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I Met with a Spiritual Medium and It Was Not What I Expected
Twenty20

I don’t meditate, I never really got into crystals and I’m at most a casual horoscope reader. While intention setting and essential oil diffusing have become decidedly mainstream, my version of “self care” still looks like a four-hour Netflix binge on my couch with a giant bowl of popcorn. Basically, esoteric wellness isn’t really my jam, and I’ve never really considered myself “spiritual” in any significant way.

So when I had the opportunity to connect with spiritual medium Erika Gabriel, I was intrigued—strictly from a journalistic perspective, that is. Who better to assess the practice than, if not a full-blown skeptic, someone who’s kind of meh about the whole idea?

Before sitting down for my reading, I had her tell me a little more about how it works. She’d felt the presence of spirits since she was a child, she said, even before she knew what it was. “I thought I was haunted,” she said. (Side note: That is a Netflix series I would watch.) She goes on to explain that there are several kinds of spirits: loved ones and relatives who have passed on, spirit guides and angels. Cool, cool. Also, unlike a psychic who might read your palm or your tea leaves, she doesn’t need to physically be with me to do a reading—instead, she’s “tuning into a frequency” in the spirit world.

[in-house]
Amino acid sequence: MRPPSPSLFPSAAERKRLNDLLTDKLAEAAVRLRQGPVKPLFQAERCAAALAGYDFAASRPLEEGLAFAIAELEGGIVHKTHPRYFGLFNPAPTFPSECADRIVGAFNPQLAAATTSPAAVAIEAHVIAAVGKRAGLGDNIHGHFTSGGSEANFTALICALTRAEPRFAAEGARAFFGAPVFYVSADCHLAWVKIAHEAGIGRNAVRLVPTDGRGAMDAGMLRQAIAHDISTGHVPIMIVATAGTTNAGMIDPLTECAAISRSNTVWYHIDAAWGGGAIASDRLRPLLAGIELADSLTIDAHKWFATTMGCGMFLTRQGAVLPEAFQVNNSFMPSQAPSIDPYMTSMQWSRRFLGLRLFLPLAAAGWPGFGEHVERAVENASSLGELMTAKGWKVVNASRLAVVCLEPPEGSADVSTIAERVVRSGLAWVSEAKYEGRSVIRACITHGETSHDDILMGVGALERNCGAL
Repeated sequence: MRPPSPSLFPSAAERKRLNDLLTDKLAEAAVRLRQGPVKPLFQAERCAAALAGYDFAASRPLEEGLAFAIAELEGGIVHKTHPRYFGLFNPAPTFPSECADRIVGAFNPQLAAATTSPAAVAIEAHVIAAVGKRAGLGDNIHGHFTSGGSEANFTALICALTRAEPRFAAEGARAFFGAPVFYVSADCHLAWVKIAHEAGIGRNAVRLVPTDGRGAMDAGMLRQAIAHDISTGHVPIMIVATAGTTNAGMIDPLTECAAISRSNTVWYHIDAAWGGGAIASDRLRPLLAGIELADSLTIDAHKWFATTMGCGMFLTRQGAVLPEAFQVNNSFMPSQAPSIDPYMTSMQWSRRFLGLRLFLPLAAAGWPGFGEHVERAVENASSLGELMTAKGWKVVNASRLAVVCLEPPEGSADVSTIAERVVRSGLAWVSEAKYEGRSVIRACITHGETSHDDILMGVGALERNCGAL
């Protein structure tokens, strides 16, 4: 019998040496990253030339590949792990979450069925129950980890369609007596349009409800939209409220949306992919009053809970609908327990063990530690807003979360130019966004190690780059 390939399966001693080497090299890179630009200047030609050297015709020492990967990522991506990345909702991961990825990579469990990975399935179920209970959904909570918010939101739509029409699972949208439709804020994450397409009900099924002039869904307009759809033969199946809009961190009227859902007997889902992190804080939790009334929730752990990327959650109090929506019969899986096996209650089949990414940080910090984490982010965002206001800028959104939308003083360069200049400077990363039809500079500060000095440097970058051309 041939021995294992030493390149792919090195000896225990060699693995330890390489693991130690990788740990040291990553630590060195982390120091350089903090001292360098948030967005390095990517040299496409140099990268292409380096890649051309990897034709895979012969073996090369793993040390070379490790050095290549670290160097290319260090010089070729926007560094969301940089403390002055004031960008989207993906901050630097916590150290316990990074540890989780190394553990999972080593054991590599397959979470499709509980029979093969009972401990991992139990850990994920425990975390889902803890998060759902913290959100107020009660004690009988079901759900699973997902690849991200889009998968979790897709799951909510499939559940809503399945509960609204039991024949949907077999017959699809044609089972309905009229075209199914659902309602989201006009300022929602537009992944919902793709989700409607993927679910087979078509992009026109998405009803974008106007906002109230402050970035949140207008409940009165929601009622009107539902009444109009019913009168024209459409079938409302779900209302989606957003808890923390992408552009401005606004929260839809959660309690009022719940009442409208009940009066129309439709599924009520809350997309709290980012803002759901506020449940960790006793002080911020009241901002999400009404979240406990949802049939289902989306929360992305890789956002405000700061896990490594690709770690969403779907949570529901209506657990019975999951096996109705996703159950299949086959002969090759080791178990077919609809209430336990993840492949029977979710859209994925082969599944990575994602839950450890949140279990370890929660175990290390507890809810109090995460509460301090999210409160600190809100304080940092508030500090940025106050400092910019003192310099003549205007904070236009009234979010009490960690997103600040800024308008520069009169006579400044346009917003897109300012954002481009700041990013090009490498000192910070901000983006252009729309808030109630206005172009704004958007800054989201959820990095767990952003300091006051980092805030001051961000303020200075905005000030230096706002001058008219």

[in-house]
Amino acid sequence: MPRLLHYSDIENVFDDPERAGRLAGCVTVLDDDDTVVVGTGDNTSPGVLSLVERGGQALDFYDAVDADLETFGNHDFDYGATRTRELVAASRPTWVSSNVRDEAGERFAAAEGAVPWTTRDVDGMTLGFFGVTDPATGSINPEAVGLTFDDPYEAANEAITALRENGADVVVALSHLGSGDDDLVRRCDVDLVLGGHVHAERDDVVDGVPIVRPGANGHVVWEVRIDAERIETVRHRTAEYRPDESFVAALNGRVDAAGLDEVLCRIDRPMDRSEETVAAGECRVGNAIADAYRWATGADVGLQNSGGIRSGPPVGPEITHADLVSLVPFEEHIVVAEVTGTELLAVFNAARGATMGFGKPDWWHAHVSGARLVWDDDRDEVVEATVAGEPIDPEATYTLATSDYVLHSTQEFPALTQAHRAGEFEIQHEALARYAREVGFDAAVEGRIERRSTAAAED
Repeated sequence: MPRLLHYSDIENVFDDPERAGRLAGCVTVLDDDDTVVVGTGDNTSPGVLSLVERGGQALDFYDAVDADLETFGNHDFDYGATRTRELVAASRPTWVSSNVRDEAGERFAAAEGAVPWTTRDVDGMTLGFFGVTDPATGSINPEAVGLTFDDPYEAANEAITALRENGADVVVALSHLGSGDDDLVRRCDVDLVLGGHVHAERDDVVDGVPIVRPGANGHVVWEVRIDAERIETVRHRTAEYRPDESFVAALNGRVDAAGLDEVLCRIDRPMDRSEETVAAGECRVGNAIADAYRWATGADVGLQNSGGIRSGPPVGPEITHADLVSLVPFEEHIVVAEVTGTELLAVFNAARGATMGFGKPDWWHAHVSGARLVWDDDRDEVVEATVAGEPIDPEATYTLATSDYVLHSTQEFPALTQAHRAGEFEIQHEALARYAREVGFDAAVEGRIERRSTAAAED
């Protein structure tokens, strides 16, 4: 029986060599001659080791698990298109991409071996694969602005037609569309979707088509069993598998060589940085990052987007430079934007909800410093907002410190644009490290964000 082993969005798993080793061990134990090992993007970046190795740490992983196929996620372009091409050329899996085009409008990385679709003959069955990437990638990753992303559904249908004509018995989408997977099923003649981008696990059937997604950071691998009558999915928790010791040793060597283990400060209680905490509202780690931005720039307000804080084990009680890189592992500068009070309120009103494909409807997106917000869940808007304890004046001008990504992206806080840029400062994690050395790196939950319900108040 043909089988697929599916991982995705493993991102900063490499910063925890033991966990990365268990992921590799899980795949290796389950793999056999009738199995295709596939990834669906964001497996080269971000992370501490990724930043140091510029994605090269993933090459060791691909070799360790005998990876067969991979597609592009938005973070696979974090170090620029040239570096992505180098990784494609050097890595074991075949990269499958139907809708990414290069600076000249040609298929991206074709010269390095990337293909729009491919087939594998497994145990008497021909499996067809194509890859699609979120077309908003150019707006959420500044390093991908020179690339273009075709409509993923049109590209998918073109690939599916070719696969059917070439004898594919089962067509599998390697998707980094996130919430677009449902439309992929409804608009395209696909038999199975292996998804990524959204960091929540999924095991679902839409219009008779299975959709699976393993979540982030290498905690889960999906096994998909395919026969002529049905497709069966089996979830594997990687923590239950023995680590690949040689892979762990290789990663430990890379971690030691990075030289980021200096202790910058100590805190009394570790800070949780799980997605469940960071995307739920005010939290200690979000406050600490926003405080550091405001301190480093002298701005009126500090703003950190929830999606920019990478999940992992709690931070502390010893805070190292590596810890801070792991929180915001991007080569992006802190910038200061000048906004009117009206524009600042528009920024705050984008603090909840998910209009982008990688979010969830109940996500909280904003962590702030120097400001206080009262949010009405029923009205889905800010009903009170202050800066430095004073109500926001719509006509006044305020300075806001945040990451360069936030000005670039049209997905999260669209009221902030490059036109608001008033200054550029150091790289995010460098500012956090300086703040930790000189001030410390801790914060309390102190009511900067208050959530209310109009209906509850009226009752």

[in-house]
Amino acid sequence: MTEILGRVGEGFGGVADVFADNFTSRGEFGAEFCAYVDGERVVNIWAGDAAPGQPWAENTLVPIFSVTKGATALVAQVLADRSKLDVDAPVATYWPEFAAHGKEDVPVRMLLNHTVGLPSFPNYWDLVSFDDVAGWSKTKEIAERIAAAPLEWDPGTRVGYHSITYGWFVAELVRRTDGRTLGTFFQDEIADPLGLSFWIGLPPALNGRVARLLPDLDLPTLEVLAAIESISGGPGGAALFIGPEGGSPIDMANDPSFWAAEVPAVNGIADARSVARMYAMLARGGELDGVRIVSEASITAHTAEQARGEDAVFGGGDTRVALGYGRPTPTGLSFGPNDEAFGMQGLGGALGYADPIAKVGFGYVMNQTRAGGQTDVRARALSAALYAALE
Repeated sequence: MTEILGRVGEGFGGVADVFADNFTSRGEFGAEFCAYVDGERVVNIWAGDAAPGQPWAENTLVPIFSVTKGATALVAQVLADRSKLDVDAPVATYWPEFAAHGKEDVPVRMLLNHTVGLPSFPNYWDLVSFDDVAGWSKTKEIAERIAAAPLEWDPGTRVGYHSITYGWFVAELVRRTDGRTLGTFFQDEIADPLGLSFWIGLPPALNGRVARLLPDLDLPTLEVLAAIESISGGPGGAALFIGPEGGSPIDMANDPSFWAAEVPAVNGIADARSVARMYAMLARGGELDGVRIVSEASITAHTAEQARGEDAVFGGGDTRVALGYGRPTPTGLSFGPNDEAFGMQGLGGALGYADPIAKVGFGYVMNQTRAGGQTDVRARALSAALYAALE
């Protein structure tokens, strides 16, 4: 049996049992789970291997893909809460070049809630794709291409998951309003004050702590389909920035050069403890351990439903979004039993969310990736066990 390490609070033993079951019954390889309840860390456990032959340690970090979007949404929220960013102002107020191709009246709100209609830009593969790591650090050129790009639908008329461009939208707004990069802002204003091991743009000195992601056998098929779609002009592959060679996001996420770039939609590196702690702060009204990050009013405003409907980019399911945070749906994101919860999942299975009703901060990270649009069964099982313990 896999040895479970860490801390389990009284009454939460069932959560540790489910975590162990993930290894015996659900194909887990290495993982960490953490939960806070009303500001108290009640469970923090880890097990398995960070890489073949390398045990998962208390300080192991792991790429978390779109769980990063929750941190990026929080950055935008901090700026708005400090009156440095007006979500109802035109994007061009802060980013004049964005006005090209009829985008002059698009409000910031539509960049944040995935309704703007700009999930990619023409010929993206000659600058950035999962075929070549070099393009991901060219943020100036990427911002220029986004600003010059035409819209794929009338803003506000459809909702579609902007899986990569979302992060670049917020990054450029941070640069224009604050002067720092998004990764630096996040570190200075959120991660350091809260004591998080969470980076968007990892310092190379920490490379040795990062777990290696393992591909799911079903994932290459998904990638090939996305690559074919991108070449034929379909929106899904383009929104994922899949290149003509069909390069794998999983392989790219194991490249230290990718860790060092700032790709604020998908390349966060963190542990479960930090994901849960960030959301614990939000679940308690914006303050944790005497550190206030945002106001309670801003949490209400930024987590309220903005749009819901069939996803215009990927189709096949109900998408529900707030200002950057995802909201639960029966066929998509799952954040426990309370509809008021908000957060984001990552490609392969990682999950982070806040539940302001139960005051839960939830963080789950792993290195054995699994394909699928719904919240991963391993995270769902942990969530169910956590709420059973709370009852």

Which is why, a few days later, I found myself FaceTiming her in a conference room. She starts off the reading by drawing some cards, which she doesn’t show me. “They’re not tarot,” she’s quick to clarify. “I’m asking your guides to pull a message for you.” She then lights a few candles to create a “sacred bubble” for only her spirit guides and mine, and “holds the door open” to access the spirit world. In case you’re wondering, no, she doesn’t keep her eyes closed throughout and doesn’t speak in any sort of detached, possessed way—her mannerisms are actually very warm and not at all affected.